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Sexuality and reincarnation-we are all bisexual!!!

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posted on Jun, 13 2006 @ 01:30 AM
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Originally posted by desert
By continuum I mean a line with complete heterosexuality at one end and complete homosexuality at the other. A person who feels equal attraction to men and women could be in the middle, let's say. Every person falls somewhere on this line. (I guess if a person is "asexual", they would not even be on this line.) This explanation sure fits my Life's observations.

Mine too. And I've had a lot of experience. I went to one of those weird old-fashioned boys' schools where sodomy was rife and even gay rape was not unheard of. At a certain pre-pubertal stage, there was considerable peer pressure to be gay. A lot of boys had homosexual encounters at this juncture, but in most cases, stopped having them when they left school. Their experiments with gay sex probably helped them find their true place on desert's continuum of sexuality. It was a straight place, and once they found it, they stuck to it.

So it was for me. I did conceive a vague crush on another boy in what you'd call ninth grade, but neither of us was really gay, so nothing came of it; instead, we've remained lifelong friends. I suspect there is a fairly strong homosexual component in my makeup, but in the end it's women who get me excited... far too excited for my own good, I'm afraid.

There were, of course, boys at my school who were gay from the start. This was understood and accepted to a degree that seems extraordinary to me when I think about it now. The chapel steps -- from where one could see over, and be seen by, most of the 'upper school' -- was the place where the pretty boys hung out. Nobody harrassed them or beat them up; the straight seniors regarded them more or less as mascots, and protected them. Some of these boys were the best and funniest talkers, with a fine line in whiplash humour, and that was how they gained acceptance. The school also had a strong literary and theatrical tradition and many gays gravitated naturally towards these activities. As I was interested in literature and theatre myself, I made a lot of gay friends in my teens. I kept up these interests in later life, so there've always been gay people in my life. If being gay really were a choice, I should probably have given it a whirl by now.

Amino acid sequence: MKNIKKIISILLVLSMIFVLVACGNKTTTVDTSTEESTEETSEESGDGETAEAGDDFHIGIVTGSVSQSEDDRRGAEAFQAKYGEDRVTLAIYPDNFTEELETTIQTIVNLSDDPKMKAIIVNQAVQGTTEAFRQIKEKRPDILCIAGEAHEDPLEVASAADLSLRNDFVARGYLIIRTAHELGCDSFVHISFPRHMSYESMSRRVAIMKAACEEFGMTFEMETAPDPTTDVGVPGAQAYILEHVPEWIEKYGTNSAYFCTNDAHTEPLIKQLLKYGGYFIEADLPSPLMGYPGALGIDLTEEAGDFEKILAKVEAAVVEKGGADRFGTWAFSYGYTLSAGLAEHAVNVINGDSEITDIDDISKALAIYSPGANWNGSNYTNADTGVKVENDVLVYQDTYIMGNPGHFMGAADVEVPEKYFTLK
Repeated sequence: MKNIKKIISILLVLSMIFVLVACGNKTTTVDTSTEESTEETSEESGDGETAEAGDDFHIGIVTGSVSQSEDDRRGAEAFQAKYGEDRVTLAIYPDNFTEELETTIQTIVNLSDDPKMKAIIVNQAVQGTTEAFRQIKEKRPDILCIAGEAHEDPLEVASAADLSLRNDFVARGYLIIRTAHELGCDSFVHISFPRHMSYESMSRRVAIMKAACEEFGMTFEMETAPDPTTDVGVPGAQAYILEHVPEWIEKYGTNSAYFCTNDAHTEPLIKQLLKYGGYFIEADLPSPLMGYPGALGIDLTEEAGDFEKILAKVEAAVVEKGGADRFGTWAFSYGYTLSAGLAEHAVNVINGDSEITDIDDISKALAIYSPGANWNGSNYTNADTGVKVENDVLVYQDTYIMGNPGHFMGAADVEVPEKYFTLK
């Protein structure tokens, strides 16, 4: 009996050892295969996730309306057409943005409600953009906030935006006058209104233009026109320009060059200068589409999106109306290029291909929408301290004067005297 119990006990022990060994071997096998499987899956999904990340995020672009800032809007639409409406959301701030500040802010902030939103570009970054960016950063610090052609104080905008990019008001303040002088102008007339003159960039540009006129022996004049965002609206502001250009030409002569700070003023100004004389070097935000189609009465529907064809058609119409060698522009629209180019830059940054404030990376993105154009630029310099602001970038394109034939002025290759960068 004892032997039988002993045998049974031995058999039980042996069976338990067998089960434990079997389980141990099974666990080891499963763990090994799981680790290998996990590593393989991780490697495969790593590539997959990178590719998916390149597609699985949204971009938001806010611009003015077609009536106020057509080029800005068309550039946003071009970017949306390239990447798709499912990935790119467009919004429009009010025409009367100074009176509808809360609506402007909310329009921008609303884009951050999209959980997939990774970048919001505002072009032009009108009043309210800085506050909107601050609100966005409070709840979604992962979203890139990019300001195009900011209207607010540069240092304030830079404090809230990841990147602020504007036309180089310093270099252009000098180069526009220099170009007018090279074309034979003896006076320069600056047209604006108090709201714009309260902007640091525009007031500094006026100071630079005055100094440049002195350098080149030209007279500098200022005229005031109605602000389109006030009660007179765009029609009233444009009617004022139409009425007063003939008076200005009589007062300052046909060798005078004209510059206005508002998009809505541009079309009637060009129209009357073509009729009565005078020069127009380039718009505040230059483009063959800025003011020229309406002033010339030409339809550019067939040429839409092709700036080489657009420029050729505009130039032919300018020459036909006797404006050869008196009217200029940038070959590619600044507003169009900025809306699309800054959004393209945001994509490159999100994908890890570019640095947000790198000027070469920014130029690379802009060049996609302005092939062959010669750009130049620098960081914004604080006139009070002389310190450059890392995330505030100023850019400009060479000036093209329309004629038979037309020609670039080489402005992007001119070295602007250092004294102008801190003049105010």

As for lesbians... during the Eighties and Nineties I had an nine-year relationship, by far the most fulfilling of my life, with a woman who finally accepted that she was gay when she was past the age of thirty. The realization collapsed our relationship. I loved her dearly and it almost killed me when she left me for another woman. The thing is, she loved me just as dearly and leaving practically killed her as well. It was harder for her than for me; she'd been repressing the fact of her gayness since puberty and the pressure had finally become unbearable. She has another life now, in a different circle from the one I inhabit, but we remain as close as a non-cohabiting couple can be; a closeness that has caused some of the other women who have passed through my life since to complain that she still means more to me than they do. They aren't altogether wrong: she is my best friend and I love her still, though (to my amazement) I have completely ceased to find her attractive in a physical way.

I have met numerous lesbians through my ex. Like her, many of them have had relationships, often quite fulfilling ones, with men. A few move easily back and forth between male and female partners. I think it's easier for women to be bisexual than it is for men; their sexuality doesn't seem to be as firmly fixed as ours.